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N-470 and preserving continuous residence

San Francisco, CA |

I am a green card holder (permanent resident) of the United States. I am working abroad for a US employer on a N-470 which preserves my continuous residence for citizenship purposes. That employer is doing badly and will likely lay me off.

Can I pursue an opportunity with another US-based employer also abroad (where I am currently) and get them to file a N-470 on my behalf?

Is there anything that prevents back-to-back N-470 applications in this manner? Is my presence in the USA required while filing the N-470?

Attorney Answers 4


It is true that you must have had a continuous year of physical presence in the U.S., but you must have already fulfilled that requirement to get the first N-470.

It is not true that you have to file the N-470 before you leave the U.S. You can file the N-470 after leaving the U.S. and even after you have started the employment abroad, but it has to be filed within one year of departure from the U.S.

You can therefore file the second N-470 without returning to the U.S. if you have been out of the U.S. for less than a year.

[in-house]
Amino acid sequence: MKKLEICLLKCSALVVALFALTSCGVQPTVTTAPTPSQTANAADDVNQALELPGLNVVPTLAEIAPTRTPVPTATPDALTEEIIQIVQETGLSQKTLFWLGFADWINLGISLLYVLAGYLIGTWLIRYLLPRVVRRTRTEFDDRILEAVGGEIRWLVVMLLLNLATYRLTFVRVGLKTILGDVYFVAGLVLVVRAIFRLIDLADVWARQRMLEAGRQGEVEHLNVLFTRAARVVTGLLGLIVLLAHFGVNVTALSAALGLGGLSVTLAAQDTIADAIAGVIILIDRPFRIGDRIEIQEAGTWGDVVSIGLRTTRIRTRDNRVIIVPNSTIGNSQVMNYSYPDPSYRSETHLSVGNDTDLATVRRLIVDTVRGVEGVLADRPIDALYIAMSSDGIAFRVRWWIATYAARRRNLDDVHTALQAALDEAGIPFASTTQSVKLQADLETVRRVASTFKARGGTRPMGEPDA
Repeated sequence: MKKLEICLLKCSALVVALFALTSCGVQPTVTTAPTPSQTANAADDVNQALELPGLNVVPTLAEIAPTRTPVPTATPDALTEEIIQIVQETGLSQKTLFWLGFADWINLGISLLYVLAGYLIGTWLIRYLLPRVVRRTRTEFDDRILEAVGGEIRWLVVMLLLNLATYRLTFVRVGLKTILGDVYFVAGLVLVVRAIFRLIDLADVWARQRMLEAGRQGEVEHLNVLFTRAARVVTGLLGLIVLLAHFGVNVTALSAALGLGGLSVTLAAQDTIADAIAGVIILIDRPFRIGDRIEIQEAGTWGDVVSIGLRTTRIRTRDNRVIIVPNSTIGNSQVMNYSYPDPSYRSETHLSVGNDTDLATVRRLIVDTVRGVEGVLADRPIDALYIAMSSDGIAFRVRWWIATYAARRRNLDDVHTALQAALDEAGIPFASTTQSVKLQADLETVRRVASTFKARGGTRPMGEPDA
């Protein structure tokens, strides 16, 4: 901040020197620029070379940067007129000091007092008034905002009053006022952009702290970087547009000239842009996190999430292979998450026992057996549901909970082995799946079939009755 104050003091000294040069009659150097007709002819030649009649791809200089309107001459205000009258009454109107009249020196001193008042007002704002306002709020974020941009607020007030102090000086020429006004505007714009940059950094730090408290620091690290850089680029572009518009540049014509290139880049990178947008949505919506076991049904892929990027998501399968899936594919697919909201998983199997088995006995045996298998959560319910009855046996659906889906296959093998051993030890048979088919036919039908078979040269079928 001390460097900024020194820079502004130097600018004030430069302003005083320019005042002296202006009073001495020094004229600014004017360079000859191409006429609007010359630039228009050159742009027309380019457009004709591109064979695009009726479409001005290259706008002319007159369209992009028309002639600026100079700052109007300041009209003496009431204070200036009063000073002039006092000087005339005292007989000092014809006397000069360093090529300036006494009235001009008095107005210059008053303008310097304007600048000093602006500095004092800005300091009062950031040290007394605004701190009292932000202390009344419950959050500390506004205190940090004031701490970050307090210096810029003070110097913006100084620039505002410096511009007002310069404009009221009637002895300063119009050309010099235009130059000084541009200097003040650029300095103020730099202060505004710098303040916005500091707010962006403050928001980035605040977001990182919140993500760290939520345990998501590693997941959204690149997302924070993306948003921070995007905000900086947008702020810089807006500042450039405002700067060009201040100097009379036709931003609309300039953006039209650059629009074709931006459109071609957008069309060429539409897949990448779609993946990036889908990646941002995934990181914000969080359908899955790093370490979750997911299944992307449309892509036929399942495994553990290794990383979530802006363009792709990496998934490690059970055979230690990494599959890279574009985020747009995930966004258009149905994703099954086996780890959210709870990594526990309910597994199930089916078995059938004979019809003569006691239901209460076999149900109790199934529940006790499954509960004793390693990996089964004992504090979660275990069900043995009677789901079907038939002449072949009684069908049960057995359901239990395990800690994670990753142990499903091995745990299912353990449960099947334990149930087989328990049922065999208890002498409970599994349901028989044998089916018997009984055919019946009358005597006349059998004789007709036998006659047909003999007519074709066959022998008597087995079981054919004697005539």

This is only a preliminary response to an inquiry, based on incomplete information. Helpful advice and counsel can only be provided after you have discussed your case with Mr. Bach, he is familiar with all of the circumstances of your case, and the advice is provided in writing. Any opinion provided here should not be relied upon for any purpose. No attorney/client relationship is formed until you have formally retained our law firm to represent you. We are not responsible for any action or lack of action you take based on this preliminary response.

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Not aware of any but you should consult with a lawyer that handles many of these type of cases.

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You have to file N-470 before you leave the U.S., and you must prove that you had spent one year continuously in the U.S. as a permanent resident.

This answer is of a general nature and should not be relied upon as final, nor is it intended as legal advice. Consult with a qualified attorney before making any legal decisions. Gen Kimura, (832) 247-6932.

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If all else fails, read the form instructions to determine if you can transfer employers. Otherwise, I say you should be here at least one year (in the US).

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